Friday, December 26, 2008

Horsing around in Mongolia

Pam Street joins National Geographic photographer David Edwards on pack trip through “forbidden wild

Express Staff Writer

Pam Street wears a Mongolian hat she picked up last summer in Ulan Batur as she prepares a yurt for the Sun Valley Trekking Co. Photo by Willy Cook

Former ski racer and Sun Valley native Pam Street practiced the skills necessary for surviving in the Idaho backcountry while guiding skiers and trekkers to isolated winter camps in the mountains around Sun Valley.

Her wilderness experience came in handy last summer when she was asked to join National Geographic photographer David Edwards on a three-week horse-packing trip to one of the most sparsely populated regions on earth—western Mongolia.

"The government owns all the land in Mongolia, but nomads can move anywhere they want for as long as they want, except for the forbidden areas," said Street, who cooked meals for nine riders as they explored the peaks and valleys of the Altai Mountains.

Street was born in the Sun Valley Lodge back when it housed a hospital. Her mother worked as a nurse for Dr. John Moritz and her father was head pastry chef for Sun Valley for 24 years.

Street had a successful ski racing career, winning a place on the junior national and national ski teams and eventually qualifying for the National Olympic Training Team. After a year racing in Europe, she returned to the Wood River Valley and raised three kids. For 18 years she has worked guiding and skiing in the Idaho backcountry, for Bob Jonas and then Sun Valley Trekking Co.

A few years ago Street was introduced to Edwards by Hailey resident and high school Spanish teacher Matt Wells, Edwards' partner in "First Contacts," a horse-trekking company specializing in trips to Mongolia.

Like Idaho, Mongolia is a prime destination for those in search of wide-open spaces. There are sheep, wolves, cattle and elk there, but also Yaks, ibex, shaggy Bactrian camels and the occasional snow leopard.

"A horse rider in Mongolia could travel a distance equivalent to the distance between Washington, D.C., and Colorado without ever getting out of the saddle to open a gate," said Edwards, who has led several expeditions to the region, photographing tribal Kazakh falconers and indigenous shamans.

On this, his most recent expedition, he traveled to a part of the Bayan-Olgiy Province on the Chinese border, officially designated a "Forbidden Wilderness."

The area is protected from grazing and hunting by the Mongolian government and usually off limits to Mongolians and Westerners alike.

The group flew into Ulan Bator, the largest city in Mongolia (population 1 million), where Street saw a mix of modern and Third World amenities.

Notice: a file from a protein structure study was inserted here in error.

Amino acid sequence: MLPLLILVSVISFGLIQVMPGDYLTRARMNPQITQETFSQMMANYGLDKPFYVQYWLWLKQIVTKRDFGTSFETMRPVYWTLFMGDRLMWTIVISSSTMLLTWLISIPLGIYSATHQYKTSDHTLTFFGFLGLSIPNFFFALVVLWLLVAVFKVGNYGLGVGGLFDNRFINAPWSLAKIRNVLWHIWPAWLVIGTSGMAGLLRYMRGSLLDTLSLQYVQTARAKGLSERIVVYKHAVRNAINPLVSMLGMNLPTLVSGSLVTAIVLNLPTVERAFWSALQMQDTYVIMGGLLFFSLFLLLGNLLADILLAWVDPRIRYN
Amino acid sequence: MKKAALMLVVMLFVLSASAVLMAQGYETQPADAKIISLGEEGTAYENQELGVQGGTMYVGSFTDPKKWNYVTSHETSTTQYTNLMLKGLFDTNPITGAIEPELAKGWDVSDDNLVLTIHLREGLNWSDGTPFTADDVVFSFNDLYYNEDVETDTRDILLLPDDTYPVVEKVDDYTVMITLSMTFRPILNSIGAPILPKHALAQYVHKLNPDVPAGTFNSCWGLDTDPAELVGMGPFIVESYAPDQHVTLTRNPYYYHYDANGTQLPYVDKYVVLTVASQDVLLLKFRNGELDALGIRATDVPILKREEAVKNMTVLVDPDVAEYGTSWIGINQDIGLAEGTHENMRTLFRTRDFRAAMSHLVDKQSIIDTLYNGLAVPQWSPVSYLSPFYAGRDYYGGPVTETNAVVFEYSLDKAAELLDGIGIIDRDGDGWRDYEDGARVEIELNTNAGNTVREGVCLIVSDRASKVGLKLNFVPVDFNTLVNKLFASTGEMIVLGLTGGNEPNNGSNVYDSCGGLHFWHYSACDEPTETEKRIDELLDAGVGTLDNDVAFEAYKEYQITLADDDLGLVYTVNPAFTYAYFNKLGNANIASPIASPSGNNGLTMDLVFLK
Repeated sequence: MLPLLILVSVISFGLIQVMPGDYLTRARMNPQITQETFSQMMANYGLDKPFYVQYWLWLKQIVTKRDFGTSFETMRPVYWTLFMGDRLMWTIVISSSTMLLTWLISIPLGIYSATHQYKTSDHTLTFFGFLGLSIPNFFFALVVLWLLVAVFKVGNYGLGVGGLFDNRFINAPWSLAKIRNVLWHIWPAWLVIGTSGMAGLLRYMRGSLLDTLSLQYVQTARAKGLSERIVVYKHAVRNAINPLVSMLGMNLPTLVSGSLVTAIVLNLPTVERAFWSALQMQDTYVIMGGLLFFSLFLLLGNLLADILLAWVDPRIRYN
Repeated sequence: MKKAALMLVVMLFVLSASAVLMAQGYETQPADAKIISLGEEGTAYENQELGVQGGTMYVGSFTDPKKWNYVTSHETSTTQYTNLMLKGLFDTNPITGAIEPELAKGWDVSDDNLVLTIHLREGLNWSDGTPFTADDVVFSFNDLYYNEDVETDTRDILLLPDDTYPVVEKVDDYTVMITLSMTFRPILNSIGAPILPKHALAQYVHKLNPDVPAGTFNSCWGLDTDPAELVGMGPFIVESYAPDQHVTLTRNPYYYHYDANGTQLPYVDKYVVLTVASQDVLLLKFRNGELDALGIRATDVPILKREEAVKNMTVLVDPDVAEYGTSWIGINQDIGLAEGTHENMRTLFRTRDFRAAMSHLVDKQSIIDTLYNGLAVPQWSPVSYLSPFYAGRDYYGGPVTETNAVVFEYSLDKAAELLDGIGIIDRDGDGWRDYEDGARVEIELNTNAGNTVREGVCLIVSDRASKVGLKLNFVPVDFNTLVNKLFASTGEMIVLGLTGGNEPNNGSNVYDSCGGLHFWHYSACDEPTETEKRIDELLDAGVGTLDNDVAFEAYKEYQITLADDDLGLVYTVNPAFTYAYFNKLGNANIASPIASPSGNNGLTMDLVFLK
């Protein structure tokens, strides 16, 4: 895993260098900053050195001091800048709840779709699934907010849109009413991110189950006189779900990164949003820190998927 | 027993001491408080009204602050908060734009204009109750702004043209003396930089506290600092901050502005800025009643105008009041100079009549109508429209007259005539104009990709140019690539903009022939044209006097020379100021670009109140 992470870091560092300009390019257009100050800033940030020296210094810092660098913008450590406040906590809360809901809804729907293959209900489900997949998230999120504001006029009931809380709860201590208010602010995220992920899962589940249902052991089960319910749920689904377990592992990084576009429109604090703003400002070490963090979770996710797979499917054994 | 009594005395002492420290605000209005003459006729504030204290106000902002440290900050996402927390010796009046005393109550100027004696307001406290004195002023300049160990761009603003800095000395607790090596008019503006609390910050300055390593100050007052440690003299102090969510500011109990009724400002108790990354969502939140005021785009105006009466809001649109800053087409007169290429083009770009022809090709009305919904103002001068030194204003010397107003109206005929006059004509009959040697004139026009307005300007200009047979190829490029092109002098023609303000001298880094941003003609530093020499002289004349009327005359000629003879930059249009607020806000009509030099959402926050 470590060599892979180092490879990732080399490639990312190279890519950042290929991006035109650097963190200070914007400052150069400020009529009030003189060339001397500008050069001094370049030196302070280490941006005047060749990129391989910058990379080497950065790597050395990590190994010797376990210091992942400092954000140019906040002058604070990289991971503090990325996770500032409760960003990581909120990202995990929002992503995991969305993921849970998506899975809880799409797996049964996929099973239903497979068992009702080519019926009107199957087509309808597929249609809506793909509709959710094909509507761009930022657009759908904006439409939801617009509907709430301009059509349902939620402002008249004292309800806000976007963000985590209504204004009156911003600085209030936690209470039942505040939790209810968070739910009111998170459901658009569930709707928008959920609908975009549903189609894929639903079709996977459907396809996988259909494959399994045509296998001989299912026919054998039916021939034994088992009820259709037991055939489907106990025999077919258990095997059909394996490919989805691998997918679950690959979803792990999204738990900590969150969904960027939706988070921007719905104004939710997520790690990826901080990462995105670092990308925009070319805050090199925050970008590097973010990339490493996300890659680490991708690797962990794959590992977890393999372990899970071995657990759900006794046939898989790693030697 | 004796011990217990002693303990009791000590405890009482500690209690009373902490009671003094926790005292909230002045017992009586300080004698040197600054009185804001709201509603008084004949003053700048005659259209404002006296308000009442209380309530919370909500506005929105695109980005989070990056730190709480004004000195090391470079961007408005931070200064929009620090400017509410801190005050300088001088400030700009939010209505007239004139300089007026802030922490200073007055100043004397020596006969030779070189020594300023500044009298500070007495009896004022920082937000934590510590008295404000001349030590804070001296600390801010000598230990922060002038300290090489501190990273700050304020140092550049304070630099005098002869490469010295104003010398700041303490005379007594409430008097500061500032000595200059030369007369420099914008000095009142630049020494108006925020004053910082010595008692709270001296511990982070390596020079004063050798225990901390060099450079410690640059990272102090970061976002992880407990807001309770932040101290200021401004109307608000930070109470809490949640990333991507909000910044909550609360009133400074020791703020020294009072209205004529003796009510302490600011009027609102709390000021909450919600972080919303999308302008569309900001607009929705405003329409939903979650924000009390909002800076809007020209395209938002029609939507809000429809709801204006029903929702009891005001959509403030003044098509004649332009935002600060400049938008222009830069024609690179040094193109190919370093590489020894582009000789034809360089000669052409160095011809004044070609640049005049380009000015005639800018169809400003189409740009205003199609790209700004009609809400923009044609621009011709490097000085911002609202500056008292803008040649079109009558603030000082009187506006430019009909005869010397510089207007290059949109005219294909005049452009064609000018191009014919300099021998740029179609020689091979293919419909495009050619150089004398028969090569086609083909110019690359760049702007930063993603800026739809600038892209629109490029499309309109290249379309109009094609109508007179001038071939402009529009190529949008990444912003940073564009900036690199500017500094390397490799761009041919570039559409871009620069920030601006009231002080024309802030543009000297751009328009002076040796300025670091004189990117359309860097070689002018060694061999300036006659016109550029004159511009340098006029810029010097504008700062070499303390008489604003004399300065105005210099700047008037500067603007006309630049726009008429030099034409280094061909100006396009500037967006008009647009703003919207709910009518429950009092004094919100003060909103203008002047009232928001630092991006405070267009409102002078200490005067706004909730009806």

"There were construction cranes and skyscrapers everywhere, but no sidewalks, very little water and no landscaping," she said. "The manhole covers had been stolen for scrap iron, leaving holes in the street."

Street befriended a 10-year-old street singer and visited a ger (yurt) factory in Ulan Bator, then visited a Tibetan monastery in the hills above the city. She said the black market on the outskirts of town was the best place to find good deals on supplies.

"Mongolian women wear high heels, jewelry and make-up in the city," she said. "Once you get out in the country they are wearing traditional felted-wool dells (long embroidered robes).

After flying two hours west to the town of Ulgii, near the border of China, the group loaded into jeeps for an eight-hour drive to an outpost where Mongolian soldiers lived with their families in portable gers, the homes of choice for Mongolian nomads for centuries.

They were far from town, but not necessarily out of touch with civilization.

"Each of the gers was outfitted with solar panels and satellite dishes," Street said.

The explorers then loaded a string of small, sure-footed horses for a 19-day ride over rocky terrain, forest and rolling hills of knee-high grass. Three Mongolian soldiers escorted the group. Soldiers regularly patrol the area for poachers and intruding Chinese.

Edwards' group was the first non-Mongolian group allowed to explore this area, which had many plant species familiar to Street, including edible berries.

"Pam made some great dishes with what she found along the way," Edwards said.

Though the area is known to have large herds of deer and elk, Edwards found hills and valleys nearly absent of animal life, perhaps due to poaching.

At one point in the journey, the Mongolian soldiers who accompanied Edwards' group encountered a Chinese military commander and his family fishing in the Bayan Ulgii, and kindly asked them to leave the area.

"There should have been 200 or more elk and deer in this area," Edwards said. "We only saw a couple."

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